Controlling Authority isn’t dead . . . well it is, but since I refuse to get a Facebook page, this is going to have to do for me. Remember the Stolen Valor Act? It’s the rather hysterically-named federal statute that makes it a crime to lie about receiving military honors. If you are brave enough to win the Medal of Honor, can anyone, especially some scumbag with the temerity to falsely claim to have won one too, really steal your valor? It seems to me that your valor is pretty much unassailable.
Those with long memories for utter trivia will remember that I have questioned both the constitutionality and the wisdom of this statute.
So I was glad to see that last week the Ninth Circuit refused to reconsider en banc a decision affirming a district court decision that voided a conviction under the SVA on the grounds that the statue violated the First Amendment’s protections for speech. Judge Kozinski’s concurrence is a great read. Here’s the gravamen of it:
That the government can constitutionally regulate
some narrow categories of false speech—such as false advertising,
defamation and fraud—doesn’t mean that all such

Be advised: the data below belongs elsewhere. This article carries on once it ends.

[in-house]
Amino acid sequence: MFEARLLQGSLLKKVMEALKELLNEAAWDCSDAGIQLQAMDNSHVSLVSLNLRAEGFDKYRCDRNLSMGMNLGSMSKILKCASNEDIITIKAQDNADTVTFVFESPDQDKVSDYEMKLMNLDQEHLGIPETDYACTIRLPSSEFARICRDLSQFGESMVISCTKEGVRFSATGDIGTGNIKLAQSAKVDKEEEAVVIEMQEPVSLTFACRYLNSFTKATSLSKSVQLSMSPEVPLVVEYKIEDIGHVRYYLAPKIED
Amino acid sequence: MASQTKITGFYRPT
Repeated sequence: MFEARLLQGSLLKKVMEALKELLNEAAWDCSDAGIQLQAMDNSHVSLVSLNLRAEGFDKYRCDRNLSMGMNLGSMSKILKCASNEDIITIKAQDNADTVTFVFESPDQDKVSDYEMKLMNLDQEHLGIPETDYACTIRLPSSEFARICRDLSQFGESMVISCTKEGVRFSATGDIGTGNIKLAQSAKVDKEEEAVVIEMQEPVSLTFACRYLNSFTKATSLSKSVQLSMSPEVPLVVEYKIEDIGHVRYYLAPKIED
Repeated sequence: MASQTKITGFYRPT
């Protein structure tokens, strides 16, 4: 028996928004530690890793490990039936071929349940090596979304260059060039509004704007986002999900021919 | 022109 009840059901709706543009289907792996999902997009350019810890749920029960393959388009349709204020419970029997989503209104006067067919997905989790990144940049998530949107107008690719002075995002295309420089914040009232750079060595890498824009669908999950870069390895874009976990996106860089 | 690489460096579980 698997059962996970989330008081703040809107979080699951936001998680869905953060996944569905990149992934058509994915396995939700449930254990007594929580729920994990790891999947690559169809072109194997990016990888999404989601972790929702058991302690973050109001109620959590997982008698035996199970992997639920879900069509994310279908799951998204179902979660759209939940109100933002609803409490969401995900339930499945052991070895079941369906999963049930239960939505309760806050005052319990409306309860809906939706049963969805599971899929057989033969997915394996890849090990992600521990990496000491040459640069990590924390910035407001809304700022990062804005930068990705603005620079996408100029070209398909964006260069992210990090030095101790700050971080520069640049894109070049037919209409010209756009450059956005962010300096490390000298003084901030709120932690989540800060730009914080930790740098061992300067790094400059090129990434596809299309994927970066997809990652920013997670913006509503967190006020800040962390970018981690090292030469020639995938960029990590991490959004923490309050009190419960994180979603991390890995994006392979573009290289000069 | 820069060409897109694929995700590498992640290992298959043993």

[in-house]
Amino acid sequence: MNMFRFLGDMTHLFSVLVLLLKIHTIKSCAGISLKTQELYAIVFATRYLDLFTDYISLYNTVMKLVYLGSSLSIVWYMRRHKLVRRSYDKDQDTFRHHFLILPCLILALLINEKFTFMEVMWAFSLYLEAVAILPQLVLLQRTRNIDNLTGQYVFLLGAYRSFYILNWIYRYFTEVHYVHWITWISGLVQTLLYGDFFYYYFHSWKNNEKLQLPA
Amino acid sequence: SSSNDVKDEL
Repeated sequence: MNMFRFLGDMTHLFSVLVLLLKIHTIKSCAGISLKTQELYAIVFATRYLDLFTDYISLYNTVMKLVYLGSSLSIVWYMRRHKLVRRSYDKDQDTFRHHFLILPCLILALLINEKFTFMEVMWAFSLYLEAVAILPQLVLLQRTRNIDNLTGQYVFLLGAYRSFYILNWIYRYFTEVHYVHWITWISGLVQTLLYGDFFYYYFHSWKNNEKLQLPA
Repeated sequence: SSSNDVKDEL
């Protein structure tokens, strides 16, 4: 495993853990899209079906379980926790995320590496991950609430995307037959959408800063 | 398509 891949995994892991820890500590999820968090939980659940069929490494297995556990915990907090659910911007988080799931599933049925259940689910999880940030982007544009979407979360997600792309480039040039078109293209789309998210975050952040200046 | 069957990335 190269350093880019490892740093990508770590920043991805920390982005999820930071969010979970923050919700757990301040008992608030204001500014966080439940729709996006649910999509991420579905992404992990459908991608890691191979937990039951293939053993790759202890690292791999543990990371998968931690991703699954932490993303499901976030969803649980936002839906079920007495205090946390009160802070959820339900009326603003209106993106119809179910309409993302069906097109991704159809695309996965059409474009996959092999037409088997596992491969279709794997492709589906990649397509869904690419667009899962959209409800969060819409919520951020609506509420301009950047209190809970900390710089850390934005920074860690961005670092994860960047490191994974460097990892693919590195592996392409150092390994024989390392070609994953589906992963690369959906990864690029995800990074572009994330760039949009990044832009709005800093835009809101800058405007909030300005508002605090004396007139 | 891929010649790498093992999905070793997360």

speech falls outside the First Amendment’s bounds. As the
Supreme Court has cautioned, “In this field every person must
be his own watchman for the truth, because the forefathers did
not trust any government to separate the true from the false
for us.” Id. at 419-20 (internal quotation mark omitted);
Thomas v. Collins, 323 U.S. 516, 545 (1945) (Jackson, J.,
concurring). Yet the regime the dissenters agitate for today—
one that criminalizes pure speech simply because it’s false—
leaves wide areas of public discourse to the mercies of the
But what readers will remember best about his opinion is his catalog of 29 reasons that the non-saints among us lie, and examples for each type of deliberate falsehood. These range from the truly kind (“the doc says you’re getting better”) to the less admirable (“I’m allergic to latex”).
To recap — not all bad behavior can or should be criminalized. Someone who lies about receiving a Medal of Honor will be scorned by all good people once his lie is discovered. That should be punishment enough, and should provide enough deterrence. And if it doesn’t, tolerating the occasional lying braggart is the price that a free nation must pay for the freedom to lie about being Jewish on JDate (to use one of Judge Kozinski’s examples).
I want comments from Paris!
Here’s a link to a fine appreciation from G.W. Bowersock in the New Republic.